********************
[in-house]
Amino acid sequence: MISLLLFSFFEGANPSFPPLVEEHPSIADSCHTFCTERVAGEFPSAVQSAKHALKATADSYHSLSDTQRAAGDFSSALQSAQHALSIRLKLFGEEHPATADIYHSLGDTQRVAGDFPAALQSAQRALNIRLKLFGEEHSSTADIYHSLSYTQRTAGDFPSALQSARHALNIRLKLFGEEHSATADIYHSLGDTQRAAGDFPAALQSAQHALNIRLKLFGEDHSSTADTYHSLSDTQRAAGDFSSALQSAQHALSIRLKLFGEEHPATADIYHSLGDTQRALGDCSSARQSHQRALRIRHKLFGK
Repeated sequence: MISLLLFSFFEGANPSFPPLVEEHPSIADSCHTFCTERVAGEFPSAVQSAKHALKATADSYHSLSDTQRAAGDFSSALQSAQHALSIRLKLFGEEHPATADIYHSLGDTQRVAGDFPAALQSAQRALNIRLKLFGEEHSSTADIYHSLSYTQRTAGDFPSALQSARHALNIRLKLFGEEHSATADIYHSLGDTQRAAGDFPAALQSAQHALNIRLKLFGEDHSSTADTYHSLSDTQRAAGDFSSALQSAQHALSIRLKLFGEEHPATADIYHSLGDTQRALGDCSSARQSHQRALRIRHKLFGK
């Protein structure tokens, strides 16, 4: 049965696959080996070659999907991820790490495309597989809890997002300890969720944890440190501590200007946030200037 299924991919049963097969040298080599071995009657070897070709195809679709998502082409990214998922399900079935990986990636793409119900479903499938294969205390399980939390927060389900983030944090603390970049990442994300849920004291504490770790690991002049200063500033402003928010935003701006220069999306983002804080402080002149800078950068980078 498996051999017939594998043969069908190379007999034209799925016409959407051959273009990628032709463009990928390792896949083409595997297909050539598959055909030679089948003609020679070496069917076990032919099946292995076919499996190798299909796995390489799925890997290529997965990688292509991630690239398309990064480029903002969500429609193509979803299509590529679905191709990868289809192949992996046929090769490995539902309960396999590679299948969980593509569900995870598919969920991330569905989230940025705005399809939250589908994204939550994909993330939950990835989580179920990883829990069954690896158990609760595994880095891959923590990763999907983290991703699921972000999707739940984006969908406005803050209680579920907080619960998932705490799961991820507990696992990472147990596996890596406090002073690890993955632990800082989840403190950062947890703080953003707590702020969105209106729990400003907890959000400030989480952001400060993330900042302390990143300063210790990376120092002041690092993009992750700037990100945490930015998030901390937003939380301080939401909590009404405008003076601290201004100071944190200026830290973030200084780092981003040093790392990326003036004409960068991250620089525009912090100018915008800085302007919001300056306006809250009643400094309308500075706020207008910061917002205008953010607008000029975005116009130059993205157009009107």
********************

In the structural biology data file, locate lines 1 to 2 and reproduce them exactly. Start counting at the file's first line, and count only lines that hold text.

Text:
[in-house]
Amino acid sequence: MISLLLFSFFEGANPSFPPLVEEHPSIADSCHTFCTERVAGEFPSAVQSAKHALKATADSYHSLSDTQRAAGDFSSALQSAQHALSIRLKLFGEEHPATADIYHSLGDTQRVAGDFPAALQSAQRALNIRLKLFGEEHSSTADIYHSLSYTQRTAGDFPSALQSARHALNIRLKLFGEEHSATADIYHSLGDTQRAAGDFPAALQSAQHALNIRLKLFGEDHSSTADTYHSLSDTQRAAGDFSSALQSAQHALSIRLKLFGEEHPATADIYHSLGDTQRALGDCSSARQSHQRALRIRHKLFGK